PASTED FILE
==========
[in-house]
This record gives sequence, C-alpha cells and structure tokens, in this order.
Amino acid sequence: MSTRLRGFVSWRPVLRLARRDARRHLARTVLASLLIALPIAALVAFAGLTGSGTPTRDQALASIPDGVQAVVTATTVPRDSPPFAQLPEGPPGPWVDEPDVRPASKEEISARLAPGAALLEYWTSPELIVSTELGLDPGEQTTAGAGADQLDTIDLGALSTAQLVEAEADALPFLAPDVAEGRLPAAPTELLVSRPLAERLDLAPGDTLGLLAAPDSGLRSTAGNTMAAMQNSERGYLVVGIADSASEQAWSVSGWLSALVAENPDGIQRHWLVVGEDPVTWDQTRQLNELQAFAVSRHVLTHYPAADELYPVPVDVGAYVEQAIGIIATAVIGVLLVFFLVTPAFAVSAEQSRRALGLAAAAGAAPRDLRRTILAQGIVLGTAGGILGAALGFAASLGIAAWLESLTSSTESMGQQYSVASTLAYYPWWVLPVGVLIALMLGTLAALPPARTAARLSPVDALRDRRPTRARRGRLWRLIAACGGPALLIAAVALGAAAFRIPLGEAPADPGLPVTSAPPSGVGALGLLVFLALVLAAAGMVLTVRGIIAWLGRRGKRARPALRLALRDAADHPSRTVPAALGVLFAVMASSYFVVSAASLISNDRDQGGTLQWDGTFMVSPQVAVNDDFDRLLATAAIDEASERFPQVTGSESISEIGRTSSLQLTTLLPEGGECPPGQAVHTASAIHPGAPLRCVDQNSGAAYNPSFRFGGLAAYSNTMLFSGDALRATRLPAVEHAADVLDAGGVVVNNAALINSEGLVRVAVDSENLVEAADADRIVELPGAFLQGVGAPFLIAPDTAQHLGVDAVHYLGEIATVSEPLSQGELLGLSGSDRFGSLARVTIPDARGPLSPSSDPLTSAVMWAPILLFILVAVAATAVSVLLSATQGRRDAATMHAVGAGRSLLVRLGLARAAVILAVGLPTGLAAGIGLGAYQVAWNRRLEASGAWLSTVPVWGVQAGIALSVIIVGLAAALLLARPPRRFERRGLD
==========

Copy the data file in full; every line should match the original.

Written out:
[in-house]
This record gives sequence, C-alpha cells and structure tokens, in this order.
Amino acid sequence: MSTRLRGFVSWRPVLRLARRDARRHLARTVLASLLIALPIAALVAFAGLTGSGTPTRDQALASIPDGVQAVVTATTVPRDSPPFAQLPEGPPGPWVDEPDVRPASKEEISARLAPGAALLEYWTSPELIVSTELGLDPGEQTTAGAGADQLDTIDLGALSTAQLVEAEADALPFLAPDVAEGRLPAAPTELLVSRPLAERLDLAPGDTLGLLAAPDSGLRSTAGNTMAAMQNSERGYLVVGIADSASEQAWSVSGWLSALVAENPDGIQRHWLVVGEDPVTWDQTRQLNELQAFAVSRHVLTHYPAADELYPVPVDVGAYVEQAIGIIATAVIGVLLVFFLVTPAFAVSAEQSRRALGLAAAAGAAPRDLRRTILAQGIVLGTAGGILGAALGFAASLGIAAWLESLTSSTESMGQQYSVASTLAYYPWWVLPVGVLIALMLGTLAALPPARTAARLSPVDALRDRRPTRARRGRLWRLIAACGGPALLIAAVALGAAAFRIPLGEAPADPGLPVTSAPPSGVGALGLLVFLALVLAAAGMVLTVRGIIAWLGRRGKRARPALRLALRDAADHPSRTVPAALGVLFAVMASSYFVVSAASLISNDRDQGGTLQWDGTFMVSPQVAVNDDFDRLLATAAIDEASERFPQVTGSESISEIGRTSSLQLTTLLPEGGECPPGQAVHTASAIHPGAPLRCVDQNSGAAYNPSFRFGGLAAYSNTMLFSGDALRATRLPAVEHAADVLDAGGVVVNNAALINSEGLVRVAVDSENLVEAADADRIVELPGAFLQGVGAPFLIAPDTAQHLGVDAVHYLGEIATVSEPLSQGELLGLSGSDRFGSLARVTIPDARGPLSPSSDPLTSAVMWAPILLFILVAVAATAVSVLLSATQGRRDAATMHAVGAGRSLLVRLGLARAAVILAVGLPTGLAAGIGLGAYQVAWNRRLEASGAWLSTVPVWGVQAGIALSVIIVGLAAALLLARPPRRFERRGLD